Yogurt Marinated Chicken Kebabs

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My favorite thing to serve to guests. Hands-down. I love how easily this meal multiplies. That I can do most of the prep work in advance. And watching people devour it. Which is one of the things you hope to accomplish when planning a meal like this: Utter delight. It hits all the right notes; Warm and creamy, and bright and exciting…Super flavorful. I could wax poetic, but I’d rather just get on with it already. It’s rude to talk with your mouth full, and I’m hungry!

This is the first of a several-part post. I’m starting with these absolutely delicious yogurt marinated chicken kebabs because they will need to marinate for several hours or overnight for full potential.

Serve with this awesome Tzatziki Sauce

Yogurt Marinated Chicken

1 cup plain whole milk Greek yogurt

2 Tablespoons olive oil

2 teaspoons Hungarian (sweet) paprika

1 teaspoon cumin

1/8 teaspoon cinnamon

1 teaspoon crushed red pepper flakes

2 Tablespoon Red wine vinegar

6 cloves Garlic, peeled, smashed; coarsely chopped

1 Tablespoon grated Fresh Ginger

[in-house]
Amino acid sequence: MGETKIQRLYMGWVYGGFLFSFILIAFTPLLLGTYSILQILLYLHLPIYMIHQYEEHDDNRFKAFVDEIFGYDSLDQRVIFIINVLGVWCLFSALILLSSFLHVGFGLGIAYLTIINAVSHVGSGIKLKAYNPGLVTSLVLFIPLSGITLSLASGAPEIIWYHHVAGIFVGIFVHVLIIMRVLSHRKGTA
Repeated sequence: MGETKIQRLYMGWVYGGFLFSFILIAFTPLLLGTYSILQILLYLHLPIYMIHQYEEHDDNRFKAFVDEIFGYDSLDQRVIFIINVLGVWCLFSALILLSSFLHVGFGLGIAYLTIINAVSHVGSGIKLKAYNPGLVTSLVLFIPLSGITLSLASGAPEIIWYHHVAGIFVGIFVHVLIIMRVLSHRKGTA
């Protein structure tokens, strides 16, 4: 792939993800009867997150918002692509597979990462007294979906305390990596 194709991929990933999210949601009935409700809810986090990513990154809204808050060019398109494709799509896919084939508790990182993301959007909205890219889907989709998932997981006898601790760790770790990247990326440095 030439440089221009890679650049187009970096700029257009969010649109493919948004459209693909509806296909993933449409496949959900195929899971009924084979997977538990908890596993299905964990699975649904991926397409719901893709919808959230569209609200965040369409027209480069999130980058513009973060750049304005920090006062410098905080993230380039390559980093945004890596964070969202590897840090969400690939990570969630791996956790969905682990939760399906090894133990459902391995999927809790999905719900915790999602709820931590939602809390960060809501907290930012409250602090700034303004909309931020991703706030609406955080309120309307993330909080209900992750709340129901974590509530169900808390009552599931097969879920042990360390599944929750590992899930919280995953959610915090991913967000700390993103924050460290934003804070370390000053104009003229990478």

Zest from one lemon

2 Tablespoons freshly squeezed lemon juice, from one lemon

1-3/4 teaspoons salt

1/2 teaspoon freshly ground black pepper

2-1/4 pounds boneless skinless chicken thighs, or breasts, or a mix of each, trimmed of any excess fat and cut into just over 1-inch cubes

Vegetable oil, for greasing the grill

Add all of the ingredients, except chicken, to medium bowl and stir to fully combine. Add in chicken and coat pieces entirely. Cover and transfer to refrigerator.


Preheat Outdoor Grill to Medium-High Heat, or Oven with Cast Iron Grill Pan inside to 450 degrees F.

Thread chicken on to skewers (metal for outdoors) by pushing center of each piece of chicken down skewer. Divide chicken equally among skewers, making sure each piece is touching, but being careful not to crowd them too closely together. I generally put about 6 pieces on to each skewer. Depending on the length of your skewer, you may fit 8.

Use crumbled paper towel lightly dipped in oil to brush over grates of an outdoor grill. Use brush dipped in oil to lightly oil Indoor Grill Pan.

Place skewers on to grill. Grill chicken for approximately 10-12 minutes, turning chicken skewers (use tongs or wear gloves) two or three times to brown each side; Until chicken is cooked through.